A common instruction for writers is to show rather than tell. Here is an example of what this means:
My mother is often cross with me. She always shouts at me. – The writer is telling us
“Why did you not do all the washing up yesterday?” my mother shouted. “And when are you going to put the tap off properly so it doesn’t drip? You drive me mad!” – Here the writer is showing us the angry mother, so we get a real picture of her.
Check your work. Do you have paragraphs like:
I got out of bed and I went to eat breakfast. Then I washed myself and went to school.
This paragraph is full of telling. You can leave it out to focus on the main part of your story. However, if it is an important part of your story, then show us what happens, something like this:
My cellphone alarm went off and I jumped awake. It was still half dark and cold, but I forced myself up and went through to the kitchen. My brother was already there, stirring the morning porridge. He took one look at me and served me up some and we sat together to eat it. The sweetness and heat of it made the morning feel better. “Thanks bhuti,” I said, and went to splash myself clean. Now I was ready for the day.
This paragraph is much longer, and really gives us a picture of the narrator’s morning. These small details: the cellphone alarm, the weather, the porridge – all help us imagine the scene more clearly in our minds.
An important skill when writing short stories and essays is the rule of “show don’t tell”. But what does that mean?
When you tell rather than show, you simply give the reader information rather than letting them figure it out on their own.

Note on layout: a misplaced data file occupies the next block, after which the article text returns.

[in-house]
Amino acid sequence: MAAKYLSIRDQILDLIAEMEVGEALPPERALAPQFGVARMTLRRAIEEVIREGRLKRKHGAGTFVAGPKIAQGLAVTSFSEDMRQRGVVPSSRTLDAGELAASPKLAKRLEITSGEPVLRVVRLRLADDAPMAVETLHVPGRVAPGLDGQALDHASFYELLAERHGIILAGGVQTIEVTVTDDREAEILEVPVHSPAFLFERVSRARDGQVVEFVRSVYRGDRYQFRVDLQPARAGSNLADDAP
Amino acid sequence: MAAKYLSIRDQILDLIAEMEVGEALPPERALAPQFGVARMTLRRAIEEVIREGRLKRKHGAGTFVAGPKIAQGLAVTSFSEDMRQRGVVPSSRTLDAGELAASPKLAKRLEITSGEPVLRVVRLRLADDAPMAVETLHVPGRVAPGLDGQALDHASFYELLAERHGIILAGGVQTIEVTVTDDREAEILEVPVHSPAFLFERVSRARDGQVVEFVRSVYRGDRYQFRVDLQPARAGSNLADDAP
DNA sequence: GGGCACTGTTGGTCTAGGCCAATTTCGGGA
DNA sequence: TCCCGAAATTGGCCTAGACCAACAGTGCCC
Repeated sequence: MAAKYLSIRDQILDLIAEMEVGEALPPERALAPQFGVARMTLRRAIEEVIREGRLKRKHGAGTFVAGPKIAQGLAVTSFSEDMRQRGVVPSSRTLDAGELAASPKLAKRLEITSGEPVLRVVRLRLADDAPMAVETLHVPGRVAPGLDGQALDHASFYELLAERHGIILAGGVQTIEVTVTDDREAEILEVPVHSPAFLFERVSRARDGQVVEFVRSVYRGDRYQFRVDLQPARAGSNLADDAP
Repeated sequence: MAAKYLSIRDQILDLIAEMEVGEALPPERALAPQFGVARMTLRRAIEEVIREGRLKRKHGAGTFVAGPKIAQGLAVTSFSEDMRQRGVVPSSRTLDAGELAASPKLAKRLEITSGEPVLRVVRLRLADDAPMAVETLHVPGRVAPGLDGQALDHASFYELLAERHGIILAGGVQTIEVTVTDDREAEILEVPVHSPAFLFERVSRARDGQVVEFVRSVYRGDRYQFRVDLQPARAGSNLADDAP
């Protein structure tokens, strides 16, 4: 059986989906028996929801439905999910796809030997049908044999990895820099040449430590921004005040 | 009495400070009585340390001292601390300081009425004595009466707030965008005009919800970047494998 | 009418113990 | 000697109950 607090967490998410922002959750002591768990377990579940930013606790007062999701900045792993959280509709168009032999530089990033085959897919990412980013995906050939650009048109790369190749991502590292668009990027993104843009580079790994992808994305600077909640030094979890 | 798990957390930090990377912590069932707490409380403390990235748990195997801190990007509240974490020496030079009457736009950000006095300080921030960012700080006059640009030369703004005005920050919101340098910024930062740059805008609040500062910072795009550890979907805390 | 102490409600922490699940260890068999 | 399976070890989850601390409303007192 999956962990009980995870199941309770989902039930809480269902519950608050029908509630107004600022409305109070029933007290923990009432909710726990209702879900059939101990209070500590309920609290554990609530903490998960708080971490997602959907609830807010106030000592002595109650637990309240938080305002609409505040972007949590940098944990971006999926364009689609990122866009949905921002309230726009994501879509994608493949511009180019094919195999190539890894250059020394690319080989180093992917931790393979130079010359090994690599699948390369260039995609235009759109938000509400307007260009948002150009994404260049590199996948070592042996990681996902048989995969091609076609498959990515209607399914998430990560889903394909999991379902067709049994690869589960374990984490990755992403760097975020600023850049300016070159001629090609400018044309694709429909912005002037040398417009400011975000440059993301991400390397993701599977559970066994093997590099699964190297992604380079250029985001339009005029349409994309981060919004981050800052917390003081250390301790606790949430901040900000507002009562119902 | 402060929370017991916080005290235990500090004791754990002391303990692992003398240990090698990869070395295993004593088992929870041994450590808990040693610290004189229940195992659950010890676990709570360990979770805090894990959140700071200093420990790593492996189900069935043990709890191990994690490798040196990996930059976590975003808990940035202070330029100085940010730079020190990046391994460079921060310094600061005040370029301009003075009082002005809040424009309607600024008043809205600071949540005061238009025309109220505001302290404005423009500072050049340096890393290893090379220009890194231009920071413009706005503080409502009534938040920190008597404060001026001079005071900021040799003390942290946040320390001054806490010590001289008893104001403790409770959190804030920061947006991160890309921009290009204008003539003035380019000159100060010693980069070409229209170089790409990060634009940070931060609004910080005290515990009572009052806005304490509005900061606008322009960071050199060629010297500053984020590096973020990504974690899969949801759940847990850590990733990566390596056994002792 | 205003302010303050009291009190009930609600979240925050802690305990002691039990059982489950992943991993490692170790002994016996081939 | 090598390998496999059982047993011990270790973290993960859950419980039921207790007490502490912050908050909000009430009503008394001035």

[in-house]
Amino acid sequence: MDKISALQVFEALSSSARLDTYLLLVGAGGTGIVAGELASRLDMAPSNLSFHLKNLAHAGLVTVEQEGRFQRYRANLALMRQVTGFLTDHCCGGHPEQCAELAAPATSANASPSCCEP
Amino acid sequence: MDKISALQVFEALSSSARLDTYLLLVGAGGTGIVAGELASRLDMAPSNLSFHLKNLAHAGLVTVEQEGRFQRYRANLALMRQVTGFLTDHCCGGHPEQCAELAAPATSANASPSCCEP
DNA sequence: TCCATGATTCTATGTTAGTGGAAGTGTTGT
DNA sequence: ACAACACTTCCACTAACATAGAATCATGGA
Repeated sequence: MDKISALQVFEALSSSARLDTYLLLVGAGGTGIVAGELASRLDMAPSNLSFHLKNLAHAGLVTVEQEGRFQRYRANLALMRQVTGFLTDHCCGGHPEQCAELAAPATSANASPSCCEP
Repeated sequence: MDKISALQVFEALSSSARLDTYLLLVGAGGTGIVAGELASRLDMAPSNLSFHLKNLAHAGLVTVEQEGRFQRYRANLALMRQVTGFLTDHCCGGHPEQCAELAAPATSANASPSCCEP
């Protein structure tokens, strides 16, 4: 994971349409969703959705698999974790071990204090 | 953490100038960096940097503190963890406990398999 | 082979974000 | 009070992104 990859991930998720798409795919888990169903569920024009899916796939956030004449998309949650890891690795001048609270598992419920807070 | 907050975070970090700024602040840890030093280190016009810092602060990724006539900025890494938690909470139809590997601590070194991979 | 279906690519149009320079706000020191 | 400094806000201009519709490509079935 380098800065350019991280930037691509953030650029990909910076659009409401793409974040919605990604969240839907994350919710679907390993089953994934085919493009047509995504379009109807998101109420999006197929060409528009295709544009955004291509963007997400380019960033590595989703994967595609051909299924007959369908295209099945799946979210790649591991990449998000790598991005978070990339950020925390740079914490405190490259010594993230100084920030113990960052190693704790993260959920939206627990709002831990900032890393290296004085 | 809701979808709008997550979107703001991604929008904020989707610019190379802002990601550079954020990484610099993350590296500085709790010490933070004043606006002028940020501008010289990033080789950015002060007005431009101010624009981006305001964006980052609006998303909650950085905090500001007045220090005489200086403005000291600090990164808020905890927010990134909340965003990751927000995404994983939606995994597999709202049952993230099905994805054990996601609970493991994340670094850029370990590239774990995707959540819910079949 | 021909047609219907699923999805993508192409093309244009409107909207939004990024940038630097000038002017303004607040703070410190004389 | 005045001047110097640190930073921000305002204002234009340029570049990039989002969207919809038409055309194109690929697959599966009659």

Telling is simply stating information, for example: Xolile is “tall”, “ugly”, “angry”, “cold”, “tired”. When you tell the reader everything they need to know up front it takes the fun out of the reading experience for them. You are stealing the opportunity for a new world to be discovered.
When you show you allow the reader to use their imagination and let them get involved in the scene. You create a connection between what is happening in the scene and who is reading it.
For example, if your character is tall, the reader could know this because other characters keep looking up at him. If your character is angry, show this by describing their facial expressions, their rising voice, their aggressive body movements etc.
Another effective way to show is through dialogue. Dialogue takes a scene that could be passive and makes it active. It adds movement. It makes the scene more engaging for the reader.
Example 1: Tell
Zola walked into the kitchen. Zola’s grandmother asked if he had done his homework. He told her he had even though he hadn’t touched it. His grandmother didn’t believe him but decided to make Zola his lunch anyway.
Example 2: Show
Zola walked into the kitchen.
“Hello my child, have you done your homework?” asked Makhulu with a stern look on her face.
“Um… yes,” replied Zola sheepishly, with his fingers crossed behind his back.
“Are you sure?” asked Makhulu, holding Zola’s face, inspecting his eyes for any trace of lies.
“Yes, I would never lie to you,” said Zola, becoming more uncomfortable.
“If you ever lied to me it would break my heart,” Makhulu said, tightening her grip.
“I promise granny, I promise,” Zola said, his eyes filling with tears.
After seeing his tears, Makhulu let go of Zola’s face. She wasn’t convinced but proceeded to make a sandwich for his lunch.